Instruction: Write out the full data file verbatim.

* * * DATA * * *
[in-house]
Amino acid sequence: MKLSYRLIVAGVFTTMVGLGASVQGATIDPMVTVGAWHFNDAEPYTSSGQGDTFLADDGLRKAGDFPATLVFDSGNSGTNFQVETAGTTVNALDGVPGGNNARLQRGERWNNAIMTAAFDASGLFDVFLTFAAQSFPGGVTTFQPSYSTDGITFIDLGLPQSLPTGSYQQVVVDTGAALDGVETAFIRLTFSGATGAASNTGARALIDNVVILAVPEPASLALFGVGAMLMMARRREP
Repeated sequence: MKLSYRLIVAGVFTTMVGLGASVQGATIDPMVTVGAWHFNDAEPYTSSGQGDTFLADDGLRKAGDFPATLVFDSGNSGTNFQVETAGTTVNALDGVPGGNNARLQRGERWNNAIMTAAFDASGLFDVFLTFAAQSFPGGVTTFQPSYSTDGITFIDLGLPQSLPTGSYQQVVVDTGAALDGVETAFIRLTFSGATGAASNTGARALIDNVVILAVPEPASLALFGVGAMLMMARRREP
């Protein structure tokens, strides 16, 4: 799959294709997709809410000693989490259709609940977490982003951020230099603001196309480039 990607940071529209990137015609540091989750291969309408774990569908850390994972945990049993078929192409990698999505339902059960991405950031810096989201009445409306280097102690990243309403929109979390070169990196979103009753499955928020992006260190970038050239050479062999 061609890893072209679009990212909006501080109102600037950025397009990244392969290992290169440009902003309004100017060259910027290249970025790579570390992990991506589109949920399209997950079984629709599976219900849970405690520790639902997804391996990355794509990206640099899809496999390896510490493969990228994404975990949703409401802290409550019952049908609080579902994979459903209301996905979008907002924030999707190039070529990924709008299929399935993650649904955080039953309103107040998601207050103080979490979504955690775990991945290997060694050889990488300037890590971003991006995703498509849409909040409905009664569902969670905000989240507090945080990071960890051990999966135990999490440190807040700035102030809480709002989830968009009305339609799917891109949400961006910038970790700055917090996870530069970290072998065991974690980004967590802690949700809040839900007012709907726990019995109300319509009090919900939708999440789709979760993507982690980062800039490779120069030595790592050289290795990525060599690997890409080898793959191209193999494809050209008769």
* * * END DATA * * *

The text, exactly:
[in-house]
Amino acid sequence: MKLSYRLIVAGVFTTMVGLGASVQGATIDPMVTVGAWHFNDAEPYTSSGQGDTFLADDGLRKAGDFPATLVFDSGNSGTNFQVETAGTTVNALDGVPGGNNARLQRGERWNNAIMTAAFDASGLFDVFLTFAAQSFPGGVTTFQPSYSTDGITFIDLGLPQSLPTGSYQQVVVDTGAALDGVETAFIRLTFSGATGAASNTGARALIDNVVILAVPEPASLALFGVGAMLMMARRREP
Repeated sequence: MKLSYRLIVAGVFTTMVGLGASVQGATIDPMVTVGAWHFNDAEPYTSSGQGDTFLADDGLRKAGDFPATLVFDSGNSGTNFQVETAGTTVNALDGVPGGNNARLQRGERWNNAIMTAAFDASGLFDVFLTFAAQSFPGGVTTFQPSYSTDGITFIDLGLPQSLPTGSYQQVVVDTGAALDGVETAFIRLTFSGATGAASNTGARALIDNVVILAVPEPASLALFGVGAMLMMARRREP
């Protein structure tokens, strides 16, 4: 799959294709997709809410000693989490259709609940977490982003951020230099603001196309480039 990607940071529209990137015609540091989750291969309408774990569908850390994972945990049993078929192409990698999505339902059960991405950031810096989201009445409306280097102690990243309403929109979390070169990196979103009753499955928020992006260190970038050239050479062999 061609890893072209679009990212909006501080109102600037950025397009990244392969290992290169440009902003309004100017060259910027290249970025790579570390992990991506589109949920399209997950079984629709599976219900849970405690520790639902997804391996990355794509990206640099899809496999390896510490493969990228994404975990949703409401802290409550019952049908609080579902994979459903209301996905979008907002924030999707190039070529990924709008299929399935993650649904955080039953309103107040998601207050103080979490979504955690775990991945290997060694050889990488300037890590971003991006995703498509849409909040409905009664569902969670905000989240507090945080990071960890051990999966135990999490440190807040700035102030809480709002989830968009009305339609799917891109949400961006910038970790700055917090996870530069970290072998065991974690980004967590802690949700809040839900007012709907726990019995109300319509009090919900939708999440789709979760993507982690980062800039490779120069030595790592050289290795990525060599690997890409080898793959191209193999494809050209008769």